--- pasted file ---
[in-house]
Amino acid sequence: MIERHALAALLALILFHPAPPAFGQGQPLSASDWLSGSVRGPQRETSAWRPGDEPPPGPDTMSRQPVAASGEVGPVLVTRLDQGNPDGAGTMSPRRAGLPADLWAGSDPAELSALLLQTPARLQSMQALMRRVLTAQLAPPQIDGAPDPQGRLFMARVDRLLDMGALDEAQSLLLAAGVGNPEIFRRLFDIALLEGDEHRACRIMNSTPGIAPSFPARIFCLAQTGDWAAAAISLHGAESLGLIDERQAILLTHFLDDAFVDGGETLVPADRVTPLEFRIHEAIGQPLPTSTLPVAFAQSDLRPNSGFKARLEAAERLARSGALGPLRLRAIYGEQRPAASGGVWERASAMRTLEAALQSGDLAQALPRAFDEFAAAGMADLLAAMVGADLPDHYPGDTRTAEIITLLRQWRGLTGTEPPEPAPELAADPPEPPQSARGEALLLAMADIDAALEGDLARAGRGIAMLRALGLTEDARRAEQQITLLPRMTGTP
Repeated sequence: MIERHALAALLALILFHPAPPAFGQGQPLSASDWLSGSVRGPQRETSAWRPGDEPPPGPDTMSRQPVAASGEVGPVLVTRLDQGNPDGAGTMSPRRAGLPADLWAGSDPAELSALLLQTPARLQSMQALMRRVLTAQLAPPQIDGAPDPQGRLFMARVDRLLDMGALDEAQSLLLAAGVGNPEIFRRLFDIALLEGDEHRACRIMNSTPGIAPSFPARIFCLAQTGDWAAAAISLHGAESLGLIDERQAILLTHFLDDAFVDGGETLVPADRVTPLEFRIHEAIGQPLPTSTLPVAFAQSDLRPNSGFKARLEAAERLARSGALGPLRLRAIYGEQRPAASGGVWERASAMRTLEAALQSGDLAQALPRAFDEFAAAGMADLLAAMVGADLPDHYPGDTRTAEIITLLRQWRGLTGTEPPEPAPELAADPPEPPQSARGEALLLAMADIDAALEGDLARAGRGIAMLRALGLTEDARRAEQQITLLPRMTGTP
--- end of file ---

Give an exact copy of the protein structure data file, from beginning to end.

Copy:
[in-house]
Amino acid sequence: MIERHALAALLALILFHPAPPAFGQGQPLSASDWLSGSVRGPQRETSAWRPGDEPPPGPDTMSRQPVAASGEVGPVLVTRLDQGNPDGAGTMSPRRAGLPADLWAGSDPAELSALLLQTPARLQSMQALMRRVLTAQLAPPQIDGAPDPQGRLFMARVDRLLDMGALDEAQSLLLAAGVGNPEIFRRLFDIALLEGDEHRACRIMNSTPGIAPSFPARIFCLAQTGDWAAAAISLHGAESLGLIDERQAILLTHFLDDAFVDGGETLVPADRVTPLEFRIHEAIGQPLPTSTLPVAFAQSDLRPNSGFKARLEAAERLARSGALGPLRLRAIYGEQRPAASGGVWERASAMRTLEAALQSGDLAQALPRAFDEFAAAGMADLLAAMVGADLPDHYPGDTRTAEIITLLRQWRGLTGTEPPEPAPELAADPPEPPQSARGEALLLAMADIDAALEGDLARAGRGIAMLRALGLTEDARRAEQQITLLPRMTGTP
Repeated sequence: MIERHALAALLALILFHPAPPAFGQGQPLSASDWLSGSVRGPQRETSAWRPGDEPPPGPDTMSRQPVAASGEVGPVLVTRLDQGNPDGAGTMSPRRAGLPADLWAGSDPAELSALLLQTPARLQSMQALMRRVLTAQLAPPQIDGAPDPQGRLFMARVDRLLDMGALDEAQSLLLAAGVGNPEIFRRLFDIALLEGDEHRACRIMNSTPGIAPSFPARIFCLAQTGDWAAAAISLHGAESLGLIDERQAILLTHFLDDAFVDGGETLVPADRVTPLEFRIHEAIGQPLPTSTLPVAFAQSDLRPNSGFKARLEAAERLARSGALGPLRLRAIYGEQRPAASGGVWERASAMRTLEAALQSGDLAQALPRAFDEFAAAGMADLLAAMVGADLPDHYPGDTRTAEIITLLRQWRGLTGTEPPEPAPELAADPPEPPQSARGEALLLAMADIDAALEGDLARAGRGIAMLRALGLTEDARRAEQQITLLPRMTGTP